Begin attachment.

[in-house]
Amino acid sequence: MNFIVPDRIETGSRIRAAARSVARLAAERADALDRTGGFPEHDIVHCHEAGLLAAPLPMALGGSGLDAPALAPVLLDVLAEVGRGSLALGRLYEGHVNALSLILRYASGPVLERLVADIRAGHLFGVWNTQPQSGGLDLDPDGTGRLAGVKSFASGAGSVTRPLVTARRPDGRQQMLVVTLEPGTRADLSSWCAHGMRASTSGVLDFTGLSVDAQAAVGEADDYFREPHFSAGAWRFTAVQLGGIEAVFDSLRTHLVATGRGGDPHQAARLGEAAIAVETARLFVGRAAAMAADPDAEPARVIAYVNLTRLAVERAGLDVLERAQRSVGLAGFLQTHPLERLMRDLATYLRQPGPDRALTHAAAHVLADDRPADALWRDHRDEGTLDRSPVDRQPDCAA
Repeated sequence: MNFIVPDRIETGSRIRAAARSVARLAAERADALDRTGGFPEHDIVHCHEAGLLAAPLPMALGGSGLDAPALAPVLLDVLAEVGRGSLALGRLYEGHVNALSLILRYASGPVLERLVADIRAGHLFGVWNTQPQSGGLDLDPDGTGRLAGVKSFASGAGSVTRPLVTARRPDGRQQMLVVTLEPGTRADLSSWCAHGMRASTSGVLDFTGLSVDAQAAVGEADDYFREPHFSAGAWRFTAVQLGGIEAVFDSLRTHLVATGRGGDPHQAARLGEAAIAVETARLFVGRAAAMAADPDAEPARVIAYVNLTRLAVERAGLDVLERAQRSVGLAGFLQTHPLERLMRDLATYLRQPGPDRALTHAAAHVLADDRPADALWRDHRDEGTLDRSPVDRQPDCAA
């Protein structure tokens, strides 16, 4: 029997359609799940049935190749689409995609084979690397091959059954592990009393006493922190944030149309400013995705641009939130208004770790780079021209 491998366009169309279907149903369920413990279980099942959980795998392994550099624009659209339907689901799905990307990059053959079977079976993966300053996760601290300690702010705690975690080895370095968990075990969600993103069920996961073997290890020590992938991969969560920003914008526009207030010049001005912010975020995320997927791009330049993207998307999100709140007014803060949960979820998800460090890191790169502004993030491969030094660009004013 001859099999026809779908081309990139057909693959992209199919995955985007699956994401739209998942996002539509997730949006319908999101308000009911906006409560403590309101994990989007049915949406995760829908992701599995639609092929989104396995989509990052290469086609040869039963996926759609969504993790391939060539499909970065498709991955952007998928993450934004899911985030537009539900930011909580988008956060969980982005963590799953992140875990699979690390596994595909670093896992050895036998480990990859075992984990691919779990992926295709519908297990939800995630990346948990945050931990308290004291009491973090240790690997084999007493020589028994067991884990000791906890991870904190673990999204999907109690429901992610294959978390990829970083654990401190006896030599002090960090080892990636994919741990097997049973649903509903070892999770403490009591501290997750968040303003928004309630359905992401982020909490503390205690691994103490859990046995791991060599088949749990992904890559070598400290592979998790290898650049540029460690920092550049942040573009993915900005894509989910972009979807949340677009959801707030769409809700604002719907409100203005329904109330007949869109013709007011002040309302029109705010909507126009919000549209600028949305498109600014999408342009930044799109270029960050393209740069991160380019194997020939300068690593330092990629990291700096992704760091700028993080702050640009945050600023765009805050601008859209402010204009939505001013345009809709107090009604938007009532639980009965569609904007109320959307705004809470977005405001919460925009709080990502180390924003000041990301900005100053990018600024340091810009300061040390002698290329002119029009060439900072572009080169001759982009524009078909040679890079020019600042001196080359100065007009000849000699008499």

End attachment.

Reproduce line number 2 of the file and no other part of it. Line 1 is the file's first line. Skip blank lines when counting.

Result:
Amino acid sequence: MNFIVPDRIETGSRIRAAARSVARLAAERADALDRTGGFPEHDIVHCHEAGLLAAPLPMALGGSGLDAPALAPVLLDVLAEVGRGSLALGRLYEGHVNALSLILRYASGPVLERLVADIRAGHLFGVWNTQPQSGGLDLDPDGTGRLAGVKSFASGAGSVTRPLVTARRPDGRQQMLVVTLEPGTRADLSSWCAHGMRASTSGVLDFTGLSVDAQAAVGEADDYFREPHFSAGAWRFTAVQLGGIEAVFDSLRTHLVATGRGGDPHQAARLGEAAIAVETARLFVGRAAAMAADPDAEPARVIAYVNLTRLAVERAGLDVLERAQRSVGLAGFLQTHPLERLMRDLATYLRQPGPDRALTHAAAHVLADDRPADALWRDHRDEGTLDRSPVDRQPDCAA